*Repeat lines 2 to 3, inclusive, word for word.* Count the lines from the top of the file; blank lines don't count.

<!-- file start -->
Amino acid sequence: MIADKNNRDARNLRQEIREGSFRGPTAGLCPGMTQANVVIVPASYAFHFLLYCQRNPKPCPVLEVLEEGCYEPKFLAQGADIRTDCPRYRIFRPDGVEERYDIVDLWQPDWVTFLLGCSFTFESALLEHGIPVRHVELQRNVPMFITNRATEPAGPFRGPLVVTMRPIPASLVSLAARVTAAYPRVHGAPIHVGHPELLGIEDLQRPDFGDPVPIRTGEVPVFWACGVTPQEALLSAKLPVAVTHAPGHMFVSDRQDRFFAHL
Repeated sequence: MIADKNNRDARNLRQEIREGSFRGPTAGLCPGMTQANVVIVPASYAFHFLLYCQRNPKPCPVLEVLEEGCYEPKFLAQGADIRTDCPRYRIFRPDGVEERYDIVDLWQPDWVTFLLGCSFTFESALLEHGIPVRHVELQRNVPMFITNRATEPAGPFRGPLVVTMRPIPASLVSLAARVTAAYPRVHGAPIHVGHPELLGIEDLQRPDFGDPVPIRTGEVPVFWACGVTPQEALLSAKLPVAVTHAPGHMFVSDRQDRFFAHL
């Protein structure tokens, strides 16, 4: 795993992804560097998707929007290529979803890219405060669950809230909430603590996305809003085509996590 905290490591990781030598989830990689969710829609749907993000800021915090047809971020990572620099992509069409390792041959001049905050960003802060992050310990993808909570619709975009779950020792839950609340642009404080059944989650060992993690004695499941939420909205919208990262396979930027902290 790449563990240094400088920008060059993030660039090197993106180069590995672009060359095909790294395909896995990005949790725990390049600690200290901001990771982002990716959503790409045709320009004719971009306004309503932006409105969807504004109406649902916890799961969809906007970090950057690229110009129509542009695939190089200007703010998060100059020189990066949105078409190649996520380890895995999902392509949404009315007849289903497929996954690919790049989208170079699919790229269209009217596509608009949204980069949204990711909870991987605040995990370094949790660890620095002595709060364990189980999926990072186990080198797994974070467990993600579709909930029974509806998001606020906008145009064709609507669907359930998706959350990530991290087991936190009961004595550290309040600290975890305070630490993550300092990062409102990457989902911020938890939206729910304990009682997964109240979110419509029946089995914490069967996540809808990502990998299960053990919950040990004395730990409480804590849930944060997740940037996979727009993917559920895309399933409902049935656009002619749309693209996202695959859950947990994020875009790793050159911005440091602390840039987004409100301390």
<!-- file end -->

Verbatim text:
Repeated sequence: MIADKNNRDARNLRQEIREGSFRGPTAGLCPGMTQANVVIVPASYAFHFLLYCQRNPKPCPVLEVLEEGCYEPKFLAQGADIRTDCPRYRIFRPDGVEERYDIVDLWQPDWVTFLLGCSFTFESALLEHGIPVRHVELQRNVPMFITNRATEPAGPFRGPLVVTMRPIPASLVSLAARVTAAYPRVHGAPIHVGHPELLGIEDLQRPDFGDPVPIRTGEVPVFWACGVTPQEALLSAKLPVAVTHAPGHMFVSDRQDRFFAHL
């Protein structure tokens, strides 16, 4: 795993992804560097998707929007290529979803890219405060669950809230909430603590996305809003085509996590 905290490591990781030598989830990689969710829609749907993000800021915090047809971020990572620099992509069409390792041959001049905050960003802060992050310990993808909570619709975009779950020792839950609340642009404080059944989650060992993690004695499941939420909205919208990262396979930027902290 790449563990240094400088920008060059993030660039090197993106180069590995672009060359095909790294395909896995990005949790725990390049600690200290901001990771982002990716959503790409045709320009004719971009306004309503932006409105969807504004109406649902916890799961969809906007970090950057690229110009129509542009695939190089200007703010998060100059020189990066949105078409190649996520380890895995999902392509949404009315007849289903497929996954690919790049989208170079699919790229269209009217596509608009949204980069949204990711909870991987605040995990370094949790660890620095002595709060364990189980999926990072186990080198797994974070467990993600579709909930029974509806998001606020906008145009064709609507669907359930998706959350990530991290087991936190009961004595550290309040600290975890305070630490993550300092990062409102990457989902911020938890939206729910304990009682997964109240979110419509029946089995914490069967996540809808990502990998299960053990919950040990004395730990409480804590849930944060997740940037996979727009993917559920895309399933409902049935656009002619749309693209996202695959859950947990994020875009790793050159911005440091602390840039987004409100301390």